Darling Marine Center graduate students make their homes and futures in Maine
When he arrived at the University of Maine Darling Marine Center in the summer of 2018, Struan Coleman did not expect to spend several years living in rural Maine. Coleman was recruited to Damian Brady’s research group and tasked with investigating the growth rates of oysters living in different parts of the Damariscotta River. The work, however, took an unexpected turn when Coleman broke his leg before beginning his internship, and he was delayed in arriving at the Walpole campus.
“Why don’t you work on the scallop project?” Brady, an associate professor of marine sciences, said to Coleman.
That discussion began a two-year odyssey to document the economics of scallop farming in Maine, which led to Coleman working for an environmental research nonprofit studying carbon storage and other co-benefits created by kelp farming in the state and beyond.
Coleman is one of six UMaine graduate students who completed their work at the DMC during the last two years of the COVID-19 pandemic. These students, who worked on projects ranging from oyster aquaculture to coastal community resilience, made their homes and lives in Maine during their studies. Several of them have been able to find ways to stay in Maine after graduation.
Coleman is originally from New York, and moved to midcoast Maine from rural New Hampshire soon after earning his undergraduate degree from Dartmouth College. Similarly, Melissa Britsch, a resident of Brunswick, Maine, and now a senior marine planner with the Maine Coastal Program at the Maine Department of Marine Resources, joined the DMC community from Oregon State University following her undergraduate work on the Pacific coast.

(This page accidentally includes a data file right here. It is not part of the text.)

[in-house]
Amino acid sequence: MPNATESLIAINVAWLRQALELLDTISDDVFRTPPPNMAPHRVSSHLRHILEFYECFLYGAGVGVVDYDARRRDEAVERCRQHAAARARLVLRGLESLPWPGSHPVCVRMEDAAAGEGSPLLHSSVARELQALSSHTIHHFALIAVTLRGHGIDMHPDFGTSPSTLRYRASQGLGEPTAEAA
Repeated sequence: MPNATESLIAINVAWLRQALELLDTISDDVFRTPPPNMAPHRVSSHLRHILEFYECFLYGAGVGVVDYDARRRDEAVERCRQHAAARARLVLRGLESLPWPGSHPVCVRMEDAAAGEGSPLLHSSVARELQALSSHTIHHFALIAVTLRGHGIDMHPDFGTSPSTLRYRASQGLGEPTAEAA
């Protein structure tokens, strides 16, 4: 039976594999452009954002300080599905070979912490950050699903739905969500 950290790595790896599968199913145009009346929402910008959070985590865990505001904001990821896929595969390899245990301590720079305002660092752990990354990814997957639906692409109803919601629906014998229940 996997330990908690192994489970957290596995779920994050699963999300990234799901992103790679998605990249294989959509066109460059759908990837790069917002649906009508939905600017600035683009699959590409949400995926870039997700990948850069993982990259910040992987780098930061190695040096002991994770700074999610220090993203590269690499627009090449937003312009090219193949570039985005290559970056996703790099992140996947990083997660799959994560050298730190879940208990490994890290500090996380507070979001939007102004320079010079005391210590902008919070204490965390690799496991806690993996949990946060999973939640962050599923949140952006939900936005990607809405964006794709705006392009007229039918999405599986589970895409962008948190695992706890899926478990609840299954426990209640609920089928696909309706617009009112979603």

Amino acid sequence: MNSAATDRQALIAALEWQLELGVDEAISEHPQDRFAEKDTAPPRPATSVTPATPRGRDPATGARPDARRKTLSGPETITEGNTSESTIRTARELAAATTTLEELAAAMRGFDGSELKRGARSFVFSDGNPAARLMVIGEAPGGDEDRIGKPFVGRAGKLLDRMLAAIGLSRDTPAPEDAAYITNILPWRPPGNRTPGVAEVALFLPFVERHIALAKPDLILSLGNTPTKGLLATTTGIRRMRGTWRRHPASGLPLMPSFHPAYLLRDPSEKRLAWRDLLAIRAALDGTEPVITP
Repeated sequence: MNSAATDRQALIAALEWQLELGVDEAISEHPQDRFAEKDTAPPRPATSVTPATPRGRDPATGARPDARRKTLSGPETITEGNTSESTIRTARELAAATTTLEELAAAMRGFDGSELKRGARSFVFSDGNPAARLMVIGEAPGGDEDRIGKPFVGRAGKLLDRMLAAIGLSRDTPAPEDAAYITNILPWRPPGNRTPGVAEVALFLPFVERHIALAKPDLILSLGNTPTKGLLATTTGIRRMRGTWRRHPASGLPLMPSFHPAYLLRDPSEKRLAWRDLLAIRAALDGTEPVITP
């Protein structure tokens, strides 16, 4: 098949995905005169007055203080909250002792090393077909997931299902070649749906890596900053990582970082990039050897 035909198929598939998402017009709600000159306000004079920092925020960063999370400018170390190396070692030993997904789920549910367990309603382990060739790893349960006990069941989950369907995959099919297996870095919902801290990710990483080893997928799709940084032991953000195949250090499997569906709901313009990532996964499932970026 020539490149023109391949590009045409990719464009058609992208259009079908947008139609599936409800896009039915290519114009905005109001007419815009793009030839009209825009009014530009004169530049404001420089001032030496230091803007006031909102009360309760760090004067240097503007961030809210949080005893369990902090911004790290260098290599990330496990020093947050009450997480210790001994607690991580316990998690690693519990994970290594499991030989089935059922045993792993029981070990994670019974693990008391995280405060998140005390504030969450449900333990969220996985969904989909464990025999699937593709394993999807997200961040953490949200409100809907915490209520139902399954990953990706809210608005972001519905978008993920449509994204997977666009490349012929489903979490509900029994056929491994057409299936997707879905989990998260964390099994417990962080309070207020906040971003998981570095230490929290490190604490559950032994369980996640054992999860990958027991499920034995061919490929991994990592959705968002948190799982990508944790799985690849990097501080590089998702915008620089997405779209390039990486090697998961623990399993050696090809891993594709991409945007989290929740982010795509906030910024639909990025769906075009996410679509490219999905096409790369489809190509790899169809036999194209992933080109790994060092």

“I was looking for more field experience,” Britsch says. “I’d been able to do quite a lot of fieldwork in Oregon, but it was focused on questions where I worked primarily with other scientists. In Maine, I was excited to work with shellfish farmers and learn more about aquaculture.”
Britsch’s graduate work culminated in dual masters degrees in marine biology and marine policy, which she received in May 2021. Together with another graduate student, Sarah Risley who resides in Wiscasset, Maine, Britsch documented local knowledge related to wild shellfisheries, aquaculture and other activities in the Damariscotta and Medomak River estuaries.